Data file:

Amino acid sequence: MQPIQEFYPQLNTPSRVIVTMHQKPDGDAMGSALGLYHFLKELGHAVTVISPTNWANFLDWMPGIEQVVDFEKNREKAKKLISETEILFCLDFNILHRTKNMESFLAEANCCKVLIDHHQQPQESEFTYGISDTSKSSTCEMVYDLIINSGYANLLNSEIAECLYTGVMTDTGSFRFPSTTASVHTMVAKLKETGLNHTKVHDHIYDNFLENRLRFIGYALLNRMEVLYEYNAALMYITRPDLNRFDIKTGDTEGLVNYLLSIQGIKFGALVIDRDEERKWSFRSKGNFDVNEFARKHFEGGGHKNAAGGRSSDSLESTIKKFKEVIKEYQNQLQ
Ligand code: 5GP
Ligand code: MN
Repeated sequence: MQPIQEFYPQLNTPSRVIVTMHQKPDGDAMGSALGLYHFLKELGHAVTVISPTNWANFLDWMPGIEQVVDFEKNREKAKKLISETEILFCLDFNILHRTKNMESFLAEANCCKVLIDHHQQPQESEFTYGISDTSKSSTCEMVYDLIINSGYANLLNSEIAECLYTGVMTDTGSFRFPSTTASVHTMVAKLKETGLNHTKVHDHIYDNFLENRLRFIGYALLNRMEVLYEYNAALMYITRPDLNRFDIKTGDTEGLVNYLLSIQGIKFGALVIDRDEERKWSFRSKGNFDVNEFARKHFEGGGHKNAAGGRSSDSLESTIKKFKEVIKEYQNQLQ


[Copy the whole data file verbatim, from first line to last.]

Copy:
Amino acid sequence: MQPIQEFYPQLNTPSRVIVTMHQKPDGDAMGSALGLYHFLKELGHAVTVISPTNWANFLDWMPGIEQVVDFEKNREKAKKLISETEILFCLDFNILHRTKNMESFLAEANCCKVLIDHHQQPQESEFTYGISDTSKSSTCEMVYDLIINSGYANLLNSEIAECLYTGVMTDTGSFRFPSTTASVHTMVAKLKETGLNHTKVHDHIYDNFLENRLRFIGYALLNRMEVLYEYNAALMYITRPDLNRFDIKTGDTEGLVNYLLSIQGIKFGALVIDRDEERKWSFRSKGNFDVNEFARKHFEGGGHKNAAGGRSSDSLESTIKKFKEVIKEYQNQLQ
Ligand code: 5GP
Ligand code: MN
Repeated sequence: MQPIQEFYPQLNTPSRVIVTMHQKPDGDAMGSALGLYHFLKELGHAVTVISPTNWANFLDWMPGIEQVVDFEKNREKAKKLISETEILFCLDFNILHRTKNMESFLAEANCCKVLIDHHQQPQESEFTYGISDTSKSSTCEMVYDLIINSGYANLLNSEIAECLYTGVMTDTGSFRFPSTTASVHTMVAKLKETGLNHTKVHDHIYDNFLENRLRFIGYALLNRMEVLYEYNAALMYITRPDLNRFDIKTGDTEGLVNYLLSIQGIKFGALVIDRDEERKWSFRSKGNFDVNEFARKHFEGGGHKNAAGGRSSDSLESTIKKFKEVIKEYQNQLQ